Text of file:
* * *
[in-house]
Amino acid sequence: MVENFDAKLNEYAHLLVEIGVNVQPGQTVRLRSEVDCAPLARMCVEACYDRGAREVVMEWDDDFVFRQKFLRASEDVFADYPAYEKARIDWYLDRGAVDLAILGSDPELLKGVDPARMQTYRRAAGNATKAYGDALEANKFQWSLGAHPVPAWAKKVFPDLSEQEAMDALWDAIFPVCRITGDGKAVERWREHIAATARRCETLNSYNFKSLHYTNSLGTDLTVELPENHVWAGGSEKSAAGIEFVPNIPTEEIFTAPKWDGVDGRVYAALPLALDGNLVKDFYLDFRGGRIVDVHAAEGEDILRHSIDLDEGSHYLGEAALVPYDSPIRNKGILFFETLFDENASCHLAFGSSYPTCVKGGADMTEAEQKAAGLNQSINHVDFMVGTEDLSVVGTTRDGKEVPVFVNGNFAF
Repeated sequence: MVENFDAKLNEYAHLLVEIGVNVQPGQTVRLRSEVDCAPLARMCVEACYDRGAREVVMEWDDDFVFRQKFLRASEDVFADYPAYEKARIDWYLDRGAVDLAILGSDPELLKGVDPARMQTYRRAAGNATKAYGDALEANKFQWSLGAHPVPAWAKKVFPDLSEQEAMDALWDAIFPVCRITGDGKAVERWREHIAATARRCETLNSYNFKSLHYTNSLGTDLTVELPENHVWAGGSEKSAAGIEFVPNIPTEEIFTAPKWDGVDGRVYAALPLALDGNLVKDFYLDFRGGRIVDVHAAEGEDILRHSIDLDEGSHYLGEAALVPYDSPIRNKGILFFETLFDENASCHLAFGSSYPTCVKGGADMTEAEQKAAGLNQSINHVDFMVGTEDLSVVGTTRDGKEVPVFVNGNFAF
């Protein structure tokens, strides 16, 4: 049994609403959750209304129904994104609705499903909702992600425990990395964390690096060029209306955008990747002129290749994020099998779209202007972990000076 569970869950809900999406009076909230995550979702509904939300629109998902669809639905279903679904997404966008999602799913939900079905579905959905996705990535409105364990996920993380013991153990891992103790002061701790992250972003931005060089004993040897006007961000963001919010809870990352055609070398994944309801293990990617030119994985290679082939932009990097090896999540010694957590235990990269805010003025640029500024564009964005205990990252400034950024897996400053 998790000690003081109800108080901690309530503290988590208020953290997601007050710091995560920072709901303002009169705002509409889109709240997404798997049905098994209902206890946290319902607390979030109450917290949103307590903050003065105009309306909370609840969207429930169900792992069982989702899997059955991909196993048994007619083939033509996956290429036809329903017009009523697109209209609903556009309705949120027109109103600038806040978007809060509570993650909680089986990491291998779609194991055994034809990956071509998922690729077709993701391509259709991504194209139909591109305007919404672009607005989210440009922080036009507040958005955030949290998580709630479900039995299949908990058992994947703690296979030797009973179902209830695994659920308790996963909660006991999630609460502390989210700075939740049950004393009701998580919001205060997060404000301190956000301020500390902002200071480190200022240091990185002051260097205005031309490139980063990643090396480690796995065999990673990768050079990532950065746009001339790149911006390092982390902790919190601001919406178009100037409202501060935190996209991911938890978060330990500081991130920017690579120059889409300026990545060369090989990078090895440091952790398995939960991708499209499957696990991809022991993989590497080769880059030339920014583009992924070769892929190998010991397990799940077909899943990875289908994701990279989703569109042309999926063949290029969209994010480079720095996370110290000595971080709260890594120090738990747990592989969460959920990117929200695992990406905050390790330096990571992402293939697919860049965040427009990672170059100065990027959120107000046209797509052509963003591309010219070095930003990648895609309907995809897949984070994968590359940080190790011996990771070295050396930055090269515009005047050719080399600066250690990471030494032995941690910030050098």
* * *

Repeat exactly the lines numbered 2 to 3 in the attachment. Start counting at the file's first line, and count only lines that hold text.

Amino acid sequence: MVENFDAKLNEYAHLLVEIGVNVQPGQTVRLRSEVDCAPLARMCVEACYDRGAREVVMEWDDDFVFRQKFLRASEDVFADYPAYEKARIDWYLDRGAVDLAILGSDPELLKGVDPARMQTYRRAAGNATKAYGDALEANKFQWSLGAHPVPAWAKKVFPDLSEQEAMDALWDAIFPVCRITGDGKAVERWREHIAATARRCETLNSYNFKSLHYTNSLGTDLTVELPENHVWAGGSEKSAAGIEFVPNIPTEEIFTAPKWDGVDGRVYAALPLALDGNLVKDFYLDFRGGRIVDVHAAEGEDILRHSIDLDEGSHYLGEAALVPYDSPIRNKGILFFETLFDENASCHLAFGSSYPTCVKGGADMTEAEQKAAGLNQSINHVDFMVGTEDLSVVGTTRDGKEVPVFVNGNFAF
Repeated sequence: MVENFDAKLNEYAHLLVEIGVNVQPGQTVRLRSEVDCAPLARMCVEACYDRGAREVVMEWDDDFVFRQKFLRASEDVFADYPAYEKARIDWYLDRGAVDLAILGSDPELLKGVDPARMQTYRRAAGNATKAYGDALEANKFQWSLGAHPVPAWAKKVFPDLSEQEAMDALWDAIFPVCRITGDGKAVERWREHIAATARRCETLNSYNFKSLHYTNSLGTDLTVELPENHVWAGGSEKSAAGIEFVPNIPTEEIFTAPKWDGVDGRVYAALPLALDGNLVKDFYLDFRGGRIVDVHAAEGEDILRHSIDLDEGSHYLGEAALVPYDSPIRNKGILFFETLFDENASCHLAFGSSYPTCVKGGADMTEAEQKAAGLNQSINHVDFMVGTEDLSVVGTTRDGKEVPVFVNGNFAF